Law360 (April 7, 2020, 10:41 PM EDT) -- A fight over Bank of America's handling of would-be applicants for a $349 billion federal coronavirus relief loan program escalated on Tuesday as a group of small businesses asked a Maryland federal court for an emergency order blocking the bank from conditioning applicant eligibility.
Baltimore-based public relations firm Profiles Inc. and several other small businesses are suing Bank of America Corp. and its national bank subsidiary, accusing the bank of wrongfully limiting access to the Paycheck Protection Program, which seeks to provide stop-gap funding to help small businesses keep workers employed during the COVID-19 pandemic.
Launched on Friday, the program enlists banks to make low-interest, forgivable loans of up to $10 million to qualified small businesses, but Bank of America initially would only accept paycheck protection loan applications from small business clients that were active borrowers at the bank.
Although the bank has since loosened this policy to accept applications from non-borrower clients so long as they aren't borrowers at other banks, the small business plaintiffs argue in their suit that these restrictions are unlawful because they go beyond the eligibility requirements set out in PPP regulations and the CARES Act, the federal coronavirus relief legislation that created the program.
And unless the court intervenes now to stop what the suit calls Bank of America's "discriminatory policies of corporate greed," the plaintiffs said in a Tuesday motion for injunctive relief that they "will be effectively precluded from applying before the June 30, 2020 deadline for these 'first-come, first-served' loans."
"BOA's unlawful barriers to entry must be removed immediately to prevent irreparable harm to the eligible businesses that the CARES Act was designed to save," the plaintiffs told the court.
In an order late Tuesday, U.S. District Judge Stephanie A. Gallagher directed Bank of America to respond by close of business Wednesday to the plaintiffs' motion, which seeks a temporary restraining order and preliminary injunction forbidding the bank from placing restrictions on PPP applicant eligibility other than what's specified in the CARES Act.
The motion was filed the same day as a newly amended complaint adding claims and plaintiffs to the case. Together, the businesses are seeking to represent a proposed class of PPP-eligible borrowers who were either blocked outright or chilled from applying for PPP loans from Bank of America because of the bank's restrictions.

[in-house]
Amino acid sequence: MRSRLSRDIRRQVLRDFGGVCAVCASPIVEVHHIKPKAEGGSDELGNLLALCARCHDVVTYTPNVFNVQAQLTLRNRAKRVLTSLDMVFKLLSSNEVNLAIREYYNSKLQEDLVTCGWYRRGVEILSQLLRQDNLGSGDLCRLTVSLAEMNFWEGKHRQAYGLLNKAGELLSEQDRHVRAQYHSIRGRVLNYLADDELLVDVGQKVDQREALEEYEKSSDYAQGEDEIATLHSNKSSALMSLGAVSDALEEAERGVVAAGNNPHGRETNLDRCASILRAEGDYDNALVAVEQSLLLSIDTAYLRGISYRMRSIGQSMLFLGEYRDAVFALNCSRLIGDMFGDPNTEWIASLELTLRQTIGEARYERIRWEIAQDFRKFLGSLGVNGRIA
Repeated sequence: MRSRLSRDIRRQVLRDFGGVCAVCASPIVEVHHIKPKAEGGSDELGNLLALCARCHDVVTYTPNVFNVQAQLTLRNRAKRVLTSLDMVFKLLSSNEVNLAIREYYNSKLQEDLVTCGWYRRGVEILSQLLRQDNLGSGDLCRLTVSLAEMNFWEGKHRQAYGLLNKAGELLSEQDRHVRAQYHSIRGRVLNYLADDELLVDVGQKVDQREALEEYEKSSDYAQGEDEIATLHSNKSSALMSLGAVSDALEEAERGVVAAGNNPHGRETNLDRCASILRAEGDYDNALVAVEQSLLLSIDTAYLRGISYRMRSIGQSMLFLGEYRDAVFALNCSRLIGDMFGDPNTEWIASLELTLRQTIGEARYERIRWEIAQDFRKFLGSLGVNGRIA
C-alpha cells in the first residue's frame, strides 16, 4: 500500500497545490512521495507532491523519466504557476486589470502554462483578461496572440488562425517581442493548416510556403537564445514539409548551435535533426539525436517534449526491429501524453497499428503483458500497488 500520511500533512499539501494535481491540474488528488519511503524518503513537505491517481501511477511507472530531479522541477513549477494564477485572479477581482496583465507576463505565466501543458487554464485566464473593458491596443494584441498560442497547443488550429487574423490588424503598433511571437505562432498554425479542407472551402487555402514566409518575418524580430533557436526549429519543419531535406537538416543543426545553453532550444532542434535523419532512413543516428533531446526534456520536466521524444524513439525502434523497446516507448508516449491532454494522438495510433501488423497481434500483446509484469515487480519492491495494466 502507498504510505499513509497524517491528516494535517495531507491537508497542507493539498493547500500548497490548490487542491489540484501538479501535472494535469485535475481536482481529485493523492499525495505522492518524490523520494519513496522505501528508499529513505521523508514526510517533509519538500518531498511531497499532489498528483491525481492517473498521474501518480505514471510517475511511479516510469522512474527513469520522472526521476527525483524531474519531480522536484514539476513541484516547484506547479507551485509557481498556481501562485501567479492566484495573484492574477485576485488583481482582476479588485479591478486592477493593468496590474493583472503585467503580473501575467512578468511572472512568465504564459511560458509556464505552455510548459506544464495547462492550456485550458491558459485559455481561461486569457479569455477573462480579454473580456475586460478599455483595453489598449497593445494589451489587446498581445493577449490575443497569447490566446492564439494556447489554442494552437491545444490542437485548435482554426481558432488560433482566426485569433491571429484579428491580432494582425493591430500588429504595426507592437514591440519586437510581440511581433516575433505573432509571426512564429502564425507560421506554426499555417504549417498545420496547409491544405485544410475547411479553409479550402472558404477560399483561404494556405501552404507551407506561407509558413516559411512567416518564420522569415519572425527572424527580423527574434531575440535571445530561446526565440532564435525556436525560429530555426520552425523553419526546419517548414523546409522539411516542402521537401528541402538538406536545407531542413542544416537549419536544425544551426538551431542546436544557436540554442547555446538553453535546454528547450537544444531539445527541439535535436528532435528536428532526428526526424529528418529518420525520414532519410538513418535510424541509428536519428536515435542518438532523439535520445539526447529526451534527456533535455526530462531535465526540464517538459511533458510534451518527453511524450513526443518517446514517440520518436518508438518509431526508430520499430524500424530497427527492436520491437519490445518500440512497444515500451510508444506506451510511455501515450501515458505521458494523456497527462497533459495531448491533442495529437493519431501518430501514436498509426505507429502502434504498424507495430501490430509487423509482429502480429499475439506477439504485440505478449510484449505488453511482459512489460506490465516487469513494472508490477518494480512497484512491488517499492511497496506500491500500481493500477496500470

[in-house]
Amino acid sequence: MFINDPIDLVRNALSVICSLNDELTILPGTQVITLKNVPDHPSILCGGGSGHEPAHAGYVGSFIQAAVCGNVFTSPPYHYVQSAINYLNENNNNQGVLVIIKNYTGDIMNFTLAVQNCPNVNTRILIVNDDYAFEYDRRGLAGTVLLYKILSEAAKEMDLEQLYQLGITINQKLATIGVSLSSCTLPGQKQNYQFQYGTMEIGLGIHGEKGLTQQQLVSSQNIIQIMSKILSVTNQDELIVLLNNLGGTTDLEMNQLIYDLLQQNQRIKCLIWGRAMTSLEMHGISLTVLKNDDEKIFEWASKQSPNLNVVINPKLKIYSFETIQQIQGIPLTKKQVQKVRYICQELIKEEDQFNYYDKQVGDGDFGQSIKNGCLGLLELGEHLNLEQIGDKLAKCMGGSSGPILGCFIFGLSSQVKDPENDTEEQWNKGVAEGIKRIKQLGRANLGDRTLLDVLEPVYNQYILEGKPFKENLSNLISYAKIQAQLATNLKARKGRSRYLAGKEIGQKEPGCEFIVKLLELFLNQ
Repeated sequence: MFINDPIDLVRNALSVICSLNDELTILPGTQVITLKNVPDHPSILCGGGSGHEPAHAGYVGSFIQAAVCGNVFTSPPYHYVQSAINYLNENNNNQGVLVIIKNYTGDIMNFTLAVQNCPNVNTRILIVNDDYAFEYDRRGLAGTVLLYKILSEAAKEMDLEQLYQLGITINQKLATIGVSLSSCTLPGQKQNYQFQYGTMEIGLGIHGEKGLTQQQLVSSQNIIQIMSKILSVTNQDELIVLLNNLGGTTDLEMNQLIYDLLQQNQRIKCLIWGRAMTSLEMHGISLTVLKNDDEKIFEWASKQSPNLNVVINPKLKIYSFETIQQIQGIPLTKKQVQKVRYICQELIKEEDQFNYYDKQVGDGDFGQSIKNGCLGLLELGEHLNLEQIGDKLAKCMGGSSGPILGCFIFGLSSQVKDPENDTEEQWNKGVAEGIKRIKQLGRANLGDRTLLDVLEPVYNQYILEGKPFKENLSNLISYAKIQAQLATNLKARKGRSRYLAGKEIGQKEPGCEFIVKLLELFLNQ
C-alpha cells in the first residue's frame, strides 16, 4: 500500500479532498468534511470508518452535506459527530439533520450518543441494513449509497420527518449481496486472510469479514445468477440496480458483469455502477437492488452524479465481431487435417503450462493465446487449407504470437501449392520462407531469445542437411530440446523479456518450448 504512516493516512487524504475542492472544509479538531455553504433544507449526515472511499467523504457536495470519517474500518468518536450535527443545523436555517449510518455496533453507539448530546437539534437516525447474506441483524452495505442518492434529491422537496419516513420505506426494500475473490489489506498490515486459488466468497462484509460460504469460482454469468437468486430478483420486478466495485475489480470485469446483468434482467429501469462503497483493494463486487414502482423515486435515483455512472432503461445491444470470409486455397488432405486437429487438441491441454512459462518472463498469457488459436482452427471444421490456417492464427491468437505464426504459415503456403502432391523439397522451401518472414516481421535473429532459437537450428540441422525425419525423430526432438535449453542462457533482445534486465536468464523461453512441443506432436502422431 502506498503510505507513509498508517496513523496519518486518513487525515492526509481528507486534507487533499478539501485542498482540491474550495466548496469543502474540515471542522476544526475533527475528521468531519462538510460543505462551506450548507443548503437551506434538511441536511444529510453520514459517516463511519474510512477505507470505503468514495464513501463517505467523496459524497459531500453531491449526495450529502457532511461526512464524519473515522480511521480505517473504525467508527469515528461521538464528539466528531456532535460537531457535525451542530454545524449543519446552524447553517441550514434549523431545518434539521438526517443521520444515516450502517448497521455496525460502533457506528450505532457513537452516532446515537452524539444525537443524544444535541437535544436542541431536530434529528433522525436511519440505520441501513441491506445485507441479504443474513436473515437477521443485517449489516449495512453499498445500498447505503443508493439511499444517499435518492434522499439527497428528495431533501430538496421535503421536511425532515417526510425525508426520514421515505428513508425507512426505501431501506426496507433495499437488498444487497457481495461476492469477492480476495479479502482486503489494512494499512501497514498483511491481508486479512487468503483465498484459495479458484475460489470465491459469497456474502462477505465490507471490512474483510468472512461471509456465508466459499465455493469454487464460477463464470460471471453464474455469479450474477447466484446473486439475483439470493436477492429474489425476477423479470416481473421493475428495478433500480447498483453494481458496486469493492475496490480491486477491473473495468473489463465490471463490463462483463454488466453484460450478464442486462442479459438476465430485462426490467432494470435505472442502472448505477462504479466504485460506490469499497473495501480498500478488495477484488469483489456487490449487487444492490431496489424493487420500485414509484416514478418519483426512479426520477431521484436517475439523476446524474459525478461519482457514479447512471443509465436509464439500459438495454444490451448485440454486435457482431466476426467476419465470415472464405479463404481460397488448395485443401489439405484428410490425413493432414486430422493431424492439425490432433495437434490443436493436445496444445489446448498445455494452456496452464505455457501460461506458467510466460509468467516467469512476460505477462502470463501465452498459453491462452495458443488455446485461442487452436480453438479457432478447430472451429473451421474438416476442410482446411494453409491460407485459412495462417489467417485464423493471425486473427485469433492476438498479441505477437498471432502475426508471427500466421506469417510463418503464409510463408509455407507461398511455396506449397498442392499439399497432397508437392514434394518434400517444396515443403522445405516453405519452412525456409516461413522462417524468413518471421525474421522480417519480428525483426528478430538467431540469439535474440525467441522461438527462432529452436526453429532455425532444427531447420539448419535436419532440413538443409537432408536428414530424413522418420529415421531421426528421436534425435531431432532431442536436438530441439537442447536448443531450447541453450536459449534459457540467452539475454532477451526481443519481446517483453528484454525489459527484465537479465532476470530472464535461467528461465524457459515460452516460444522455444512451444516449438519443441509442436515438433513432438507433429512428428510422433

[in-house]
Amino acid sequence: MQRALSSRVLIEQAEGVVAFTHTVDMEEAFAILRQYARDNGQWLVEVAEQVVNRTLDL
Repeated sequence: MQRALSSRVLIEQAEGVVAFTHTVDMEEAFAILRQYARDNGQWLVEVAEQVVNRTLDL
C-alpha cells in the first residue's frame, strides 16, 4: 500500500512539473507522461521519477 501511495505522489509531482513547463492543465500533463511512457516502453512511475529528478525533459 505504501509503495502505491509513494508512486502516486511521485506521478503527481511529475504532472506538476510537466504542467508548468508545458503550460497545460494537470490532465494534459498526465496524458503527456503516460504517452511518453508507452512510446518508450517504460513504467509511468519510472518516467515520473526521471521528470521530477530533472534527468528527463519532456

Profiles initially sued over Bank of America's original gating policy from the first day that applications were being accepted. Even though it allegedly has a Bank of America deposit account and should have been eligible for a PPP loan, Profiles said the bank refused to let it apply on Friday because it wasn't already an active borrower.
The new plaintiffs in the case — Proline Products Inc., Diaspora Salon LLC and Elite Security Group LLC —similarly claim the bank wrongfully blocked them from applying for a PPP loan, even after the gating policy was changed over the weekend.
According to the latest eligibility requirements on Bank of America's website, applicants either must have an established small business lending and checking relationship with the bank or they must have a small business checking relationship and no "business credit or borrowing relationship with another bank."
But Tuesday's complaint argues this modified policy is still impermissible and claims the bank is trying to use the PPP to mitigate credit risk on its books "by giving priority to its clients with preexisting BOA debt at the expense of small business customers who have lending relationships with other banks."
"BOA has no legal authority under the CARES Act to deny access to, restrict or otherwise impede the access of small businesses to these critically important business-saving funds," the plaintiffs said in their latest complaint.
"BOA's discriminatory practices are abhorrent and in violation of federal law. In this time of national need, BOA's discriminatory practices can only be described as corporate greed," they added.
As of Tuesday, Bank of America has received about 250,000 applications for $40 billion in PPP loans and was the first big bank to start taking the applications when the program launched at the end of last week.
But it has drawn criticism from Sen. Marco Rubio, R-Fla., and others after some small business clients reported being turned away because they didn't already have a credit card or other loan through the bank.
In a CNBC interview on Friday, Bank of America CEO Brian Moynihan explained that the prioritization of different sets of small business clients was intended to facilitate speedier and more efficient application processing so that the PPP loan money can be doled out more quickly.
"We have a million borrowing customers that we're trying to get through the system first," Moynihan said. "For those that borrow from the other 4,000 banks in the country, we're trying to get them to go back to their bank … it spreads the work out and the obligation and will make the whole system go faster."
A Bank of America representative declined Tuesday to comment on the lawsuit.
Profiles is represented by M. Celeste Bruce, Charles S. Fax, Alan M. Rifkin, Liesel J. Schopler and Barry L. Gogel of Rifkin Weiner Livingston LLC.
Counsel information for Bank of America was not immediately available.
The case is Profiles Inc. v. Bank of America Corp. et al., case number 1:20-cv-00894, in the U.S. District Court for the District of Maryland.
--Editing by Amy Rowe.
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